This one simply stands to reason. If you’re out on the road more hours, you’re going to bring in more money for the companies.

Reasons Why Uber/Lyft Prefer Part Time Drivers

Part time drivers are friendlier

The stats of driver churn are alarming.  Over 2/3 of all new drivers quit within six months.  This means there’s always a steady stream of new drivers coming into the pipeline. Most of them are wide-eyed at first. Wow, this is cool.  I’m actually getting paid to have fun driving cool people around and having great conversations.  Then soon it gets old.

But those first few months keep the business fresh and give passengers a brisk new experience. That’s what makes ridesharing so unpredictable and fun for many, at first at least.

Part time drivers don’t care as much about prices

When you’re doing this part time, there’s a good chance you’re doing it for more than the money.  Many retirees do it because it breaks the routine of their lives. Some even say it makes them less lonely.  If that’s your mindset, then it’s unlikely you really care about how much money you’re making.

Sure, you like the extra cash, but that’s pretty much all it is.  It’s not the difference between paying the rent and not.  If that were the case, you’d be driving full time.

Part time drivers are less cynical

I remember the moment when I started to get cynical about this job. It was the last ride on a Saturday night and I’d been driving for six hours straight. I’d only been on the job for a few weeks and until that passenger got in my car, I’d really been enjoying this gig. But this person was trouble and I knew it right away.

Back then I was concerned enough about ratings that I didn’t want to give her power over me in the form of a rating, so I ended the ride before it started and asked her to leave my car.  She wouldn’t budge and threatened to report me to Lyft.  Eventually she left, but it took too much energy.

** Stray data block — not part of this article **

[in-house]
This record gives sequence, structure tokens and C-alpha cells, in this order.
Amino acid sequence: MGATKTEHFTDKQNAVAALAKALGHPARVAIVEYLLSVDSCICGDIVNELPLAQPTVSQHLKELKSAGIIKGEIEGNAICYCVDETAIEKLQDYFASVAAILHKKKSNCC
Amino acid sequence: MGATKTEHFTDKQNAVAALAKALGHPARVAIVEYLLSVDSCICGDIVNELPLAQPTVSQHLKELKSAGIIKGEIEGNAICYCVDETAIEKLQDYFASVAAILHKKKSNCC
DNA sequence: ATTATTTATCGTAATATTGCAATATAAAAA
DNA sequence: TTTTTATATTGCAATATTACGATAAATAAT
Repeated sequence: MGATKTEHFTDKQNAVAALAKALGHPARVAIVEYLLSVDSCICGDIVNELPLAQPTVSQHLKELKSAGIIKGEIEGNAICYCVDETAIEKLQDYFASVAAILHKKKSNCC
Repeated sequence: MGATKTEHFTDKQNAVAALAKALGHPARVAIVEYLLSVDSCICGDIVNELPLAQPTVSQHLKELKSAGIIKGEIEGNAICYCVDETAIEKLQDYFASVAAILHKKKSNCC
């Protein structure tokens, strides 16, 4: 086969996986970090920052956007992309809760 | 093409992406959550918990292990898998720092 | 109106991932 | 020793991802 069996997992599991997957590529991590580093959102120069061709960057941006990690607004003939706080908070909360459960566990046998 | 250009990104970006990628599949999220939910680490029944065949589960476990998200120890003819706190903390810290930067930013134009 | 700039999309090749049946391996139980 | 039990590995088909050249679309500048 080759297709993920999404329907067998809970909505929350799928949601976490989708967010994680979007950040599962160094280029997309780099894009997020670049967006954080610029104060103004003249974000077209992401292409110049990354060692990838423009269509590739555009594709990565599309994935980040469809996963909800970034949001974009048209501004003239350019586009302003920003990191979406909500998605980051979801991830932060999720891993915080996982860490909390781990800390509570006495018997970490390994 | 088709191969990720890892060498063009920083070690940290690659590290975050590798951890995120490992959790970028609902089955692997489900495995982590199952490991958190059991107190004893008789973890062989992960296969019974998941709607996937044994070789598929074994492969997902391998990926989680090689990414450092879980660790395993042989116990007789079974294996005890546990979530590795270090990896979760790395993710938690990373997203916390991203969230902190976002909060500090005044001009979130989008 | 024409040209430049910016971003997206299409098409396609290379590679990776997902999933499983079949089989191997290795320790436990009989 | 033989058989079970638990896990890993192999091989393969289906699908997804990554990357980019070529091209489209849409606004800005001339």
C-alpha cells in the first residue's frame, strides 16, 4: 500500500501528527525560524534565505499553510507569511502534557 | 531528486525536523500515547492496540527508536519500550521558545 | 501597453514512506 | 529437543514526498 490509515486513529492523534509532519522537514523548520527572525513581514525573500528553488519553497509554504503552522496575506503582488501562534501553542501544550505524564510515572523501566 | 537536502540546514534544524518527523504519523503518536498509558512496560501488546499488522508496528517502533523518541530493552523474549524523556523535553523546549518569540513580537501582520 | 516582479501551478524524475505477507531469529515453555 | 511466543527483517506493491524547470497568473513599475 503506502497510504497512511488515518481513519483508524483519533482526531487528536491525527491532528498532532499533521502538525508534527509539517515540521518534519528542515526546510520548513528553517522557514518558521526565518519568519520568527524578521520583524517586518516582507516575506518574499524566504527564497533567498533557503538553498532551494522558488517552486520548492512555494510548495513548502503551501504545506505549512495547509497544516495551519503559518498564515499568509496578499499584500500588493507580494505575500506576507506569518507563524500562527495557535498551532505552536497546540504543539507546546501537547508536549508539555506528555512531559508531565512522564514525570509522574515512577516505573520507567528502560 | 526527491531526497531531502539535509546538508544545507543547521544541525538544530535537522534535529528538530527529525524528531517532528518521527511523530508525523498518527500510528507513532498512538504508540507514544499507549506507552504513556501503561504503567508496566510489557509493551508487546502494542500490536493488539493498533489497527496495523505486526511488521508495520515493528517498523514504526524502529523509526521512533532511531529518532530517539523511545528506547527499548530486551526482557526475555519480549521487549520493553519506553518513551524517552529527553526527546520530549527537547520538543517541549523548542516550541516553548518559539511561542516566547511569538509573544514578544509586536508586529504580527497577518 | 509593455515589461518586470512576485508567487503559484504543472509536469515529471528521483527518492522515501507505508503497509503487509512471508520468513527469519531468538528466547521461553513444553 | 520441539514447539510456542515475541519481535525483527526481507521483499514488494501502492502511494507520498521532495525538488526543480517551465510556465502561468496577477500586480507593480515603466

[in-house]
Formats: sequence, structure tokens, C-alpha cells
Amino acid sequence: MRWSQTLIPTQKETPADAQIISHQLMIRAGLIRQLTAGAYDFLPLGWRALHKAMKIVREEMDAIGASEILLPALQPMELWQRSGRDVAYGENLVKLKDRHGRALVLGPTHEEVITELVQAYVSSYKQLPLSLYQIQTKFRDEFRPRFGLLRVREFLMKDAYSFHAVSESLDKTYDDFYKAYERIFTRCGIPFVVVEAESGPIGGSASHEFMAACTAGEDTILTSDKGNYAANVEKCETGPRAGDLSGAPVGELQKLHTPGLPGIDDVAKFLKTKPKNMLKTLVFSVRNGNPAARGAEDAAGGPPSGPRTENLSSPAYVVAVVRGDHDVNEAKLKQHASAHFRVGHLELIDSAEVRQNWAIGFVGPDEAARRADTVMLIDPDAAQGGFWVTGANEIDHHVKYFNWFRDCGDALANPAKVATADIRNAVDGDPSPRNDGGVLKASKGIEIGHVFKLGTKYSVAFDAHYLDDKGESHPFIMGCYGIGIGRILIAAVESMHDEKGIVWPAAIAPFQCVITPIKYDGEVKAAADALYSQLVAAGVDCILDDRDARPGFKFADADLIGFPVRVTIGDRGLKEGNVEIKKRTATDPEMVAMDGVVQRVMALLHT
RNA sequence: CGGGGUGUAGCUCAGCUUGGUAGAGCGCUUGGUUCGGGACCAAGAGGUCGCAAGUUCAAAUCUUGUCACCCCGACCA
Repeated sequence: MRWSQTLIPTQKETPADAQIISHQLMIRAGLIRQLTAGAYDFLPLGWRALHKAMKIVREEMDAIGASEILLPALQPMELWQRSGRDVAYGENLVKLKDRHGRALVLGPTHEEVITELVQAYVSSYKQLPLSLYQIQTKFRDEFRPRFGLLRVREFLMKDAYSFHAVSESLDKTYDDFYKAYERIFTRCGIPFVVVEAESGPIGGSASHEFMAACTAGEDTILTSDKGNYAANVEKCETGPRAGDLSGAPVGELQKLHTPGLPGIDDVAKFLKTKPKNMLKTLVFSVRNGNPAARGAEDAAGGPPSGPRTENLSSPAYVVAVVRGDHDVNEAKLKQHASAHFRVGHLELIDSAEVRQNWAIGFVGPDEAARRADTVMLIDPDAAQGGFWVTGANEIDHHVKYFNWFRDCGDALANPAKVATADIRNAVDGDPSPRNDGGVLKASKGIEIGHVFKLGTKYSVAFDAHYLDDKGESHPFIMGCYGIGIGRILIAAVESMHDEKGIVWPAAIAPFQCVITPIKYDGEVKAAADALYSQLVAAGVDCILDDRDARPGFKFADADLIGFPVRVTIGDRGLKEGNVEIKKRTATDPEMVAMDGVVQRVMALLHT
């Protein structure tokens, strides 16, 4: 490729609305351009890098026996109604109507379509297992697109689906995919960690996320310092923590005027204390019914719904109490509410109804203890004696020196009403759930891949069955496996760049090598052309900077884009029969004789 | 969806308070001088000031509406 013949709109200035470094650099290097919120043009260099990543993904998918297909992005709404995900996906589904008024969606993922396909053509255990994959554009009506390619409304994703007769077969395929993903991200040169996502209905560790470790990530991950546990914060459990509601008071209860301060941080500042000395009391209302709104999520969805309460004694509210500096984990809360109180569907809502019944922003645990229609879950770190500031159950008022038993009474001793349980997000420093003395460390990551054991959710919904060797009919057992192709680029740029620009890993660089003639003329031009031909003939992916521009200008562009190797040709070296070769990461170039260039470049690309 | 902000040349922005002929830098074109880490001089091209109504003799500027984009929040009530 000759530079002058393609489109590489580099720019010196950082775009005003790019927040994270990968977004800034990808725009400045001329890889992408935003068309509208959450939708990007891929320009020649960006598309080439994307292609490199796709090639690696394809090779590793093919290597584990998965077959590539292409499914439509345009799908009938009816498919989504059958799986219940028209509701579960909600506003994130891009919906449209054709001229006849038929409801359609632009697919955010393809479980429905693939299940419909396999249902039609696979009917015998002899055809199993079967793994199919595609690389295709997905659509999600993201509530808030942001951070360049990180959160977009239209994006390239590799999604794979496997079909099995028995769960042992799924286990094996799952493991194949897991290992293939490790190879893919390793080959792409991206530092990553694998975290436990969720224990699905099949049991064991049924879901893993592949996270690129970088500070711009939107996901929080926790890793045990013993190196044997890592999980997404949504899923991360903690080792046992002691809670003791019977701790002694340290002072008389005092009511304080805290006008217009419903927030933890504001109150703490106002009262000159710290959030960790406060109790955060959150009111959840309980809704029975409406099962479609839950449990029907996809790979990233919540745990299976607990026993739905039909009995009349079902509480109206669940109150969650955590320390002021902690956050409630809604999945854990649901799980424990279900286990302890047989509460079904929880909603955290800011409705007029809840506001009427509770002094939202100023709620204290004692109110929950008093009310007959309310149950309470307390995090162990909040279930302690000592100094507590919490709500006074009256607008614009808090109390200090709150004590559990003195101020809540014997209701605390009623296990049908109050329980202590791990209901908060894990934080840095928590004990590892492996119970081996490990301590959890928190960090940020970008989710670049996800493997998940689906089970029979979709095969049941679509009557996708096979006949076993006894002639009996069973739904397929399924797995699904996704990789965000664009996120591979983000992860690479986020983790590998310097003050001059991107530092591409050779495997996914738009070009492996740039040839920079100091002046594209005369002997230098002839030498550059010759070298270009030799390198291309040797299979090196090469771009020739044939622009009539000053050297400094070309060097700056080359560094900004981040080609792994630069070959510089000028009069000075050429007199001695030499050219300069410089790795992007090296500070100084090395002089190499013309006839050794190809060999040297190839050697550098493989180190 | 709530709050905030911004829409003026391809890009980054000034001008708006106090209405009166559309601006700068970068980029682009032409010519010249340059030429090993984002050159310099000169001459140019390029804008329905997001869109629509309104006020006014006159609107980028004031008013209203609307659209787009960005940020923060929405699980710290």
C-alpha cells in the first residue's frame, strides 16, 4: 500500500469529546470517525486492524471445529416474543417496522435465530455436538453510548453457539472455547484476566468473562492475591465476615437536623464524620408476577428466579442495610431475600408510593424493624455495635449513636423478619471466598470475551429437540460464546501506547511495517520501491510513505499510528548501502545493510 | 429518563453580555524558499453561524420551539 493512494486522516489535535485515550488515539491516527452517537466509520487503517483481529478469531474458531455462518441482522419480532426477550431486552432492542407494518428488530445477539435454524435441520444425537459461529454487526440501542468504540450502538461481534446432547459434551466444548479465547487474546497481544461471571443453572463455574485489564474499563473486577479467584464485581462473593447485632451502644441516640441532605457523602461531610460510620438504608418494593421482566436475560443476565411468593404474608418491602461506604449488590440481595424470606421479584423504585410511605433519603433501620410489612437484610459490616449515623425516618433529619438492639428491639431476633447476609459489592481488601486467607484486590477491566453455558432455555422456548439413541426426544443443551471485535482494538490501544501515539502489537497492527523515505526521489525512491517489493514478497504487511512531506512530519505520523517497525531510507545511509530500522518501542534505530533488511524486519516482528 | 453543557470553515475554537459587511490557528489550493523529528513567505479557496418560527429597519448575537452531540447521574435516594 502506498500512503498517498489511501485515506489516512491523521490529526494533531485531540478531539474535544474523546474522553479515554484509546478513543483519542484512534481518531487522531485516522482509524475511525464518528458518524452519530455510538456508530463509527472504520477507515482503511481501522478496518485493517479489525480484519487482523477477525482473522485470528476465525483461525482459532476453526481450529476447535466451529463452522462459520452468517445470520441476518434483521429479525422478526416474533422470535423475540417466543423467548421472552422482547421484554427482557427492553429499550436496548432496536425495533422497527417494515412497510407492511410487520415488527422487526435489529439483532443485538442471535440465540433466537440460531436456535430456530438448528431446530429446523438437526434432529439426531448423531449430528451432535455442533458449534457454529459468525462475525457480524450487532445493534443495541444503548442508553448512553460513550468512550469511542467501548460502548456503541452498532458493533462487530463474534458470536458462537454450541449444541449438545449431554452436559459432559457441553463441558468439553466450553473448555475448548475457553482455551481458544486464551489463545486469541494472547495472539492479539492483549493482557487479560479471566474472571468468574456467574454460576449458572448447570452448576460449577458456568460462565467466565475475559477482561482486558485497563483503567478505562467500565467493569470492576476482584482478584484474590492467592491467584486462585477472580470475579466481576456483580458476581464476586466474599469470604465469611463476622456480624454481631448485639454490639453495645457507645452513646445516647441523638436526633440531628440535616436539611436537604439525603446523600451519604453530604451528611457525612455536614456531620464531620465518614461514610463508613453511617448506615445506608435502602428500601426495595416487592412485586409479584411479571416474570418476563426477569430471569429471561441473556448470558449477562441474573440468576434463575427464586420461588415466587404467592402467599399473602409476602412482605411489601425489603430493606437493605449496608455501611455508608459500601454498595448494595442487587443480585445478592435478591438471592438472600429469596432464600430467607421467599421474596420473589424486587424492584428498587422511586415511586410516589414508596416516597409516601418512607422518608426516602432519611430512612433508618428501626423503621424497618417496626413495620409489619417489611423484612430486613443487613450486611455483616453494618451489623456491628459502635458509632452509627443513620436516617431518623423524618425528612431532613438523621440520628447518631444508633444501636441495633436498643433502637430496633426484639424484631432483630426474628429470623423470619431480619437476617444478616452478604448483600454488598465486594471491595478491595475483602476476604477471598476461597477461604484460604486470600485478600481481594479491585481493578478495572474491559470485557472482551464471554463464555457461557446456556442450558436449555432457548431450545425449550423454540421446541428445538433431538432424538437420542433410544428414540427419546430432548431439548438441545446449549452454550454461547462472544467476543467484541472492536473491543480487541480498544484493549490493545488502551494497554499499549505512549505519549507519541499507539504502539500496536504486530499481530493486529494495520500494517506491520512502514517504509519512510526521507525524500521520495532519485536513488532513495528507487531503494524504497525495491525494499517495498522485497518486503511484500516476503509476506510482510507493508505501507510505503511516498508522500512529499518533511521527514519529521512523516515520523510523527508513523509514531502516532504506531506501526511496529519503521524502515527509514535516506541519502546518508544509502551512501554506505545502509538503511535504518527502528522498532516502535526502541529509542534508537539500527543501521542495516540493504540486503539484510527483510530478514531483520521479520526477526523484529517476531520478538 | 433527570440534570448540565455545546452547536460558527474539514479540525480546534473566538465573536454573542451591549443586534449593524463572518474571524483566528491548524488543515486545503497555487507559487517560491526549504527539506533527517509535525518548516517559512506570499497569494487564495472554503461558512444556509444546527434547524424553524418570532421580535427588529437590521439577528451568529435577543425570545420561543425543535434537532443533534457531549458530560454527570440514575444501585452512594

Related: Stories like this are reason why drivers should have dash cams! Our top recommended dash camera here

From that moment forward, count me an occasional cynic.  I recognize this job is not ideal.  I know you’re going to get problem cases, and when that happens you simply have to take the bad with the good.  For your peace of mind, you have to ration how much time you spend on the road.  I guess that makes me a part time driver – and a little less cynical, I hope.

Part time drivers probably make more for the companies on a per ride basis

It takes a while to get the hang of being an Uber/Lyft driver.  A big part of the learning curve is knowing when to be discriminating and when to simply give in to the incentives the companies dangle. Now, here’s the catch.  The reasons the companies offer particular incentives or bonuses is because they know from their data pool that these incentives will make the company the most money.

Bottom line:  Part time drivers make the companies more money, per ride, or per hour because they’re not as savvy about bonuses and incentives.  They just haven’t learned the tricks of the trade yet.

Part time drivers are less likely to publicly badmouth the companies

Probably the biggest gripe of drivers is over pay. Full time drivers have done the math and included expenses.  They know how much they’re making, and they’re not at all reticent to tell passengers about how the company treats them. Part time drivers don’t pay as close attention to price fluctuations and are less likely to feel the need to complain to passenger about pay. They’re having too much fun to do that.

Full time drivers are more likely to succumb to fatigue syndrome

This is an under-reported, but critical part of this job – knowing when to stop driving and take a rest.  But full time drivers have been doing it so long, the boundaries of fatigue become blurred. Reaction time may be affected. Judgement may be impaired.

All of these factors affect safety.  And when you’ve been doing it for sixty hours a week for 2 years, you can become a real hazard on the road.

Now it’s your turn.  Which do you think the companies value more: full time or part time drivers?

-John @ RSG